Even though I have been writing about education for a couple of years and have been extensively involved in Student Voice, attending Deeper Learning felt like I was diving head first into completely foreign territory.
First of all, it was a conference geared toward educators, which made me (probably the only person under 30) stick out like a sore thumb. But nevertheless, I used that to my advantage to highlight and speak out on the importance of student voice in education. I met a lot of extremely significant, wonderful, and inspiring individuals.
I attended workshops talking about metacognitive variables to student success, project based learning, design thinking in education, and computing in education, all of which helped provide me more insight and perspective into the way that teachers run their classrooms. Through all these conversations and workshops, I was inspired after realizing that many teachers care about their students and put more effort into their careers than I had previously imagined.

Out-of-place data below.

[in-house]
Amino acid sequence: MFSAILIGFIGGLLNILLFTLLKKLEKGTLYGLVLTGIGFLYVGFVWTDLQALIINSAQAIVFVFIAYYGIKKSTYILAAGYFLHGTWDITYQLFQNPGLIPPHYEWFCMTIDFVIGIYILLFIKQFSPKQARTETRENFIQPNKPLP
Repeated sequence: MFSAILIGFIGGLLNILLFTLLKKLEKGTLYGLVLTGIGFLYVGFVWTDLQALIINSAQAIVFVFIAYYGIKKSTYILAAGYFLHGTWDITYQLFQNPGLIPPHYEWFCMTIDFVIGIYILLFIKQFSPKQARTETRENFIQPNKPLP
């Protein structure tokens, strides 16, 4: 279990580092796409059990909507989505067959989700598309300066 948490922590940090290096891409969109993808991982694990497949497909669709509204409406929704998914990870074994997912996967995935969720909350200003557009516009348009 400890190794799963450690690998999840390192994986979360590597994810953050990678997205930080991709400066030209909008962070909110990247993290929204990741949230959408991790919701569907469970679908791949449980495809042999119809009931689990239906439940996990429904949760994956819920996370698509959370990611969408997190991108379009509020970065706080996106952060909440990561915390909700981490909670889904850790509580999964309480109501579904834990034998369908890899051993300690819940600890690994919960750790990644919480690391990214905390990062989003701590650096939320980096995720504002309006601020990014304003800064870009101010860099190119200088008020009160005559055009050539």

However, even though many of the workshops and sessions mentioned the power of student voice and choice, there were no in depth conversations on how to practically and effectively listen and implement what students have to say in the classroom.
In many ways I felt like the conversations were beating around the core issue of students not being able to take ownership of their education. If we take a step back and look at education through the same lens of a business, one of the core aspects to consider is the audience. When we begin to ask who the audience should be when it comes to education, the answer should be obvious: families of students and more importantly, the students. Don’t you think that if education is truly for the students, than we should be listening to what students need and want?
The fact that students don’t have too much of a voice in their education points to a couple of things. Firstly, it makes me question who the actual audience for education currently is, and unfortunately, by looking at the stakeholders and money in education, it’s certainly isn’t the students or even teachers.
Of course, this wasn’t a conference geared toward education policy or political bureaucracy, but it does get you thinking about the effects of students not having a voice on a classroom level, especially when it is reflected in their learning.